Materiality Field Trip-Nolitan, The New Museum, Aesop, Bond Street

The Nolitan Hotel

Materials used here were concrete, mirrors, wood, laminated glass, steel, and leather upholstery.

The combination of materials used in this space created a very raw and industrial vibe. Seams in concrete pillars were used as a decorative element, and the color scheme followed mostly natural neutrals.

The use of materials created a very raw and real vibe. The space felt very cohesive and well designed while still being very interesting and intriguing, and feeling high-end but still attainable.


The use of materials here was concrete flooring, wood shelving and counters, and oxidized newspaper wall coverings.

The newspaper wall covering was flexible and very tactile. The designer installed it as newer, grey newspaper, and over time it oxidized and turned a more yellow-orange color, which matched the shade of one of the companies products. The shelves were lined up with even spacing, allowing for the products to become one of the main design elements in the space.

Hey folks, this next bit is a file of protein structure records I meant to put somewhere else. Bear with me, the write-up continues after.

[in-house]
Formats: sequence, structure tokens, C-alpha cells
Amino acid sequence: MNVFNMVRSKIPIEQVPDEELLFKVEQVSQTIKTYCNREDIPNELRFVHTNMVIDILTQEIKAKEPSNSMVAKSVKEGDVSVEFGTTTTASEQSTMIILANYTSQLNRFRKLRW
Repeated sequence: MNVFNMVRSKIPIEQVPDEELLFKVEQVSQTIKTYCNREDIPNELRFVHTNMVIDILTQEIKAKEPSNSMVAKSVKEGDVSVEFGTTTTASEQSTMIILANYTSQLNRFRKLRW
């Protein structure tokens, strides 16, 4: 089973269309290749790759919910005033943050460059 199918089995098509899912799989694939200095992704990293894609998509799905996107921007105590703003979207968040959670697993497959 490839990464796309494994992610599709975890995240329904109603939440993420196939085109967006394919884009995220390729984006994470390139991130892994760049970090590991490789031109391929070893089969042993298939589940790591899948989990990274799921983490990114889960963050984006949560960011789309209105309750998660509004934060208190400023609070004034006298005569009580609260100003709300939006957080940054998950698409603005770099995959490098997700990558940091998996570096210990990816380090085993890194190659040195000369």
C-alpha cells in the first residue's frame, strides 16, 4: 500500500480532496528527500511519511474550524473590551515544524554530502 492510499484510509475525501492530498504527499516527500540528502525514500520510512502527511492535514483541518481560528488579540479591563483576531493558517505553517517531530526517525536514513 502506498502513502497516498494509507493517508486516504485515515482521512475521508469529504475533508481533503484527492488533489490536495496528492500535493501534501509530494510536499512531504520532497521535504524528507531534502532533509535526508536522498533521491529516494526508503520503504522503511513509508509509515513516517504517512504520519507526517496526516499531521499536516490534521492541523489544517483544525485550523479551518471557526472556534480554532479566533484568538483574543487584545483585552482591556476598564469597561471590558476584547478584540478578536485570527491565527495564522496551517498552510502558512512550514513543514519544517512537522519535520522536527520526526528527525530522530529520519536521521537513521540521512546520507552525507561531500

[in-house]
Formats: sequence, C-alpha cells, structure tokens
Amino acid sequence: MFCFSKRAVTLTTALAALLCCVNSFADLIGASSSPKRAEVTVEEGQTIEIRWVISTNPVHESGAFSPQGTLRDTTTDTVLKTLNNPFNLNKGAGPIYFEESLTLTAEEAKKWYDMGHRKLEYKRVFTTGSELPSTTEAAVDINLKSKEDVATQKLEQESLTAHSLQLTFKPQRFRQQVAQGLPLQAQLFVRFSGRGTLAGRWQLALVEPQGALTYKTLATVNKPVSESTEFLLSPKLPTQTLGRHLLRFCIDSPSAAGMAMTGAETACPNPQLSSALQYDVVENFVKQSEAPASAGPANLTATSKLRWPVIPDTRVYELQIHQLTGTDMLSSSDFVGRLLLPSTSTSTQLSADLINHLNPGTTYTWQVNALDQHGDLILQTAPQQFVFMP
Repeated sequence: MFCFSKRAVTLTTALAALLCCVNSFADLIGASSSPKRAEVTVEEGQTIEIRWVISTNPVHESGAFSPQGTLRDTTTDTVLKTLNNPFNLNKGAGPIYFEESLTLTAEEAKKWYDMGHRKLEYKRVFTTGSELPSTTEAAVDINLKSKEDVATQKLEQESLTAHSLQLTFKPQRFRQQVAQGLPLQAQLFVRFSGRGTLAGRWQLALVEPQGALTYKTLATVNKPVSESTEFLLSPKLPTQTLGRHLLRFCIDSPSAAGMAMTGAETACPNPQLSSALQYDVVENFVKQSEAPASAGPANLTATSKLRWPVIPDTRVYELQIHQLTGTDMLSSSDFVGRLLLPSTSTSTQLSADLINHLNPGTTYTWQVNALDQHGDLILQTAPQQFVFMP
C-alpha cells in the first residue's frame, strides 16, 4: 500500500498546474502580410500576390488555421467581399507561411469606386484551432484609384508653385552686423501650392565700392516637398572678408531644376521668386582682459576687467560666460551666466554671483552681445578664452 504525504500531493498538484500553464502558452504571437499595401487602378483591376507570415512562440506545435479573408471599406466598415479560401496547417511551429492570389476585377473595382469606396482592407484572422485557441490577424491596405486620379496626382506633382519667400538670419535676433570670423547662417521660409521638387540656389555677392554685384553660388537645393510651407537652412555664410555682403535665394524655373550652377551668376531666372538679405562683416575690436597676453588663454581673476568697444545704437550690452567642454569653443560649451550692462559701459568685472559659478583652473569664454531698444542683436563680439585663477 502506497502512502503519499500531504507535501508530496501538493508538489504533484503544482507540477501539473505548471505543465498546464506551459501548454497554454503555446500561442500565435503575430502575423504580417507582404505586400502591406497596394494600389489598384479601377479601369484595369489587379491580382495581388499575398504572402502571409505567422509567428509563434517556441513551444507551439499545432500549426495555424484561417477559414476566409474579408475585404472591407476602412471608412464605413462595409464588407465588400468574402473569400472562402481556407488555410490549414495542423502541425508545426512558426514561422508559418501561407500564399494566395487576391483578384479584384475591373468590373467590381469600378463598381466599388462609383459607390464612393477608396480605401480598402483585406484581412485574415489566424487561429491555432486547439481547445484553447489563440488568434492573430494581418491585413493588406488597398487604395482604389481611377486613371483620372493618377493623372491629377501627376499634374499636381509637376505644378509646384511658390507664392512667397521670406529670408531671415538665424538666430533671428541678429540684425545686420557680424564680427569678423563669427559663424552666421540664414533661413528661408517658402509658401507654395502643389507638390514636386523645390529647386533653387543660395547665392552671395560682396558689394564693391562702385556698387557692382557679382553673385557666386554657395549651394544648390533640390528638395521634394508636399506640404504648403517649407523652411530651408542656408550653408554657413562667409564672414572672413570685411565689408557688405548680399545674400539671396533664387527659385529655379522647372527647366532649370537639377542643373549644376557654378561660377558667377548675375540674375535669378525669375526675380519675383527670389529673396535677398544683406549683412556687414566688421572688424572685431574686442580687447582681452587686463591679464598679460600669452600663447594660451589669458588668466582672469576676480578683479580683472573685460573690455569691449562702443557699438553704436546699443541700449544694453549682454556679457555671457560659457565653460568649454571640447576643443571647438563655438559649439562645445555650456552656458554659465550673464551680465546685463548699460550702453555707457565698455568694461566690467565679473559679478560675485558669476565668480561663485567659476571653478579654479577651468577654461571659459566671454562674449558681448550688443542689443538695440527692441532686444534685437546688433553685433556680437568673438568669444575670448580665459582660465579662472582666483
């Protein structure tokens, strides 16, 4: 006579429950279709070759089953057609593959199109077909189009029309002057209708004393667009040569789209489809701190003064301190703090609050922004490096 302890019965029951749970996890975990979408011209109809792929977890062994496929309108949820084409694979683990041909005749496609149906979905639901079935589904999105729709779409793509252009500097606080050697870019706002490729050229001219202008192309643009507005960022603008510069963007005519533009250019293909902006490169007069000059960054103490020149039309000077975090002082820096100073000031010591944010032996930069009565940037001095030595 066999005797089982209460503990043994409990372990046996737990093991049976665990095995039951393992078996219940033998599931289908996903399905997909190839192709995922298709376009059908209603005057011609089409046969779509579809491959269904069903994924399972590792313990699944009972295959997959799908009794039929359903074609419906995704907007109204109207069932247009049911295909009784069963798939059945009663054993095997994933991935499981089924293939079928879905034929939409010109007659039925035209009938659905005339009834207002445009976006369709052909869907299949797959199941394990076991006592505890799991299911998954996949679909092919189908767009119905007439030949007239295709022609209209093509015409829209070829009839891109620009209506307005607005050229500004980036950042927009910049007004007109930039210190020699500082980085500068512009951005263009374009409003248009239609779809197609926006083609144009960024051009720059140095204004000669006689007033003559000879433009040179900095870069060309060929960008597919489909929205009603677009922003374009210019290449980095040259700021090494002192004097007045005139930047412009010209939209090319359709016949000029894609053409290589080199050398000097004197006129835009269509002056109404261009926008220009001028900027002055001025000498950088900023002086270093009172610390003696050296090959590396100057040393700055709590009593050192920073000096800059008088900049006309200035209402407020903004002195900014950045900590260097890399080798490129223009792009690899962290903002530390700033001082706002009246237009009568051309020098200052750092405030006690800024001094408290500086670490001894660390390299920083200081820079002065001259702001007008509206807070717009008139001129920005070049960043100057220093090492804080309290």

The overall vibe of the store was very natural and calm. It was really exciting to see the walls from a distance and it appearing to be a textured wallpaper, but then going closer and realizing it was actual newspaper stacks that could be moved around and slightly lifted. The black and white aesop product bottles really became part of the design, which I think is a really interesting and efficient way of designing a retail space. 


The materials used here were panels of prefabricated black brick masonry.

This building was very intriguing because it took something very common and found a way of altering it in a simple but exciting way. Rather than stacking bricks the standard way, this designer created diamond-shaped panels of bricks that poked outward in the middle, and tiled these panels onto the facade of the building.

This tiling mechanism creates a really edgy and eye-catching look. The facade takes on a type of movement that standard brick buildings lack, and the facade changes depending on where light hits it.

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